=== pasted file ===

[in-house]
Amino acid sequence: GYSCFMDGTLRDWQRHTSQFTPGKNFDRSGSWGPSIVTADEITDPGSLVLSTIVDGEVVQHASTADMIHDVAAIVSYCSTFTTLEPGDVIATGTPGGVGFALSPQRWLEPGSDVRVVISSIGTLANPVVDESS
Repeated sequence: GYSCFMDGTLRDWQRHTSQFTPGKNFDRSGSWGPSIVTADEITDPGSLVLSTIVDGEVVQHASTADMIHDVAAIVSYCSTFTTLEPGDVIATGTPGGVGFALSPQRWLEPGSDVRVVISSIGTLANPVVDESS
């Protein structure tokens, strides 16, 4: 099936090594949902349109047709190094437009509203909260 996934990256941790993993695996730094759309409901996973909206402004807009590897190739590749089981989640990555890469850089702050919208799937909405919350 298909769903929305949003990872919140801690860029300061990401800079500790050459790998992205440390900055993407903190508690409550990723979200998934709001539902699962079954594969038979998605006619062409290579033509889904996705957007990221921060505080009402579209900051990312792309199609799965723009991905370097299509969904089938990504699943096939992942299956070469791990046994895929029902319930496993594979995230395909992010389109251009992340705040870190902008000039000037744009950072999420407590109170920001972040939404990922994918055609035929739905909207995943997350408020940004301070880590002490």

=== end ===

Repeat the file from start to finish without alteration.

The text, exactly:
[in-house]
Amino acid sequence: GYSCFMDGTLRDWQRHTSQFTPGKNFDRSGSWGPSIVTADEITDPGSLVLSTIVDGEVVQHASTADMIHDVAAIVSYCSTFTTLEPGDVIATGTPGGVGFALSPQRWLEPGSDVRVVISSIGTLANPVVDESS
Repeated sequence: GYSCFMDGTLRDWQRHTSQFTPGKNFDRSGSWGPSIVTADEITDPGSLVLSTIVDGEVVQHASTADMIHDVAAIVSYCSTFTTLEPGDVIATGTPGGVGFALSPQRWLEPGSDVRVVISSIGTLANPVVDESS
């Protein structure tokens, strides 16, 4: 099936090594949902349109047709190094437009509203909260 996934990256941790993993695996730094759309409901996973909206402004807009590897190739590749089981989640990555890469850089702050919208799937909405919350 298909769903929305949003990872919140801690860029300061990401800079500790050459790998992205440390900055993407903190508690409550990723979200998934709001539902699962079954594969038979998605006619062409290579033509889904996705957007990221921060505080009402579209900051990312792309199609799965723009991905370097299509969904089938990504699943096939992942299956070469791990046994895929029902319930496993594979995230395909992010389109251009992340705040870190902008000039000037744009950072999420407590109170920001972040939404990922994918055609035929739905909207995943997350408020940004301070880590002490």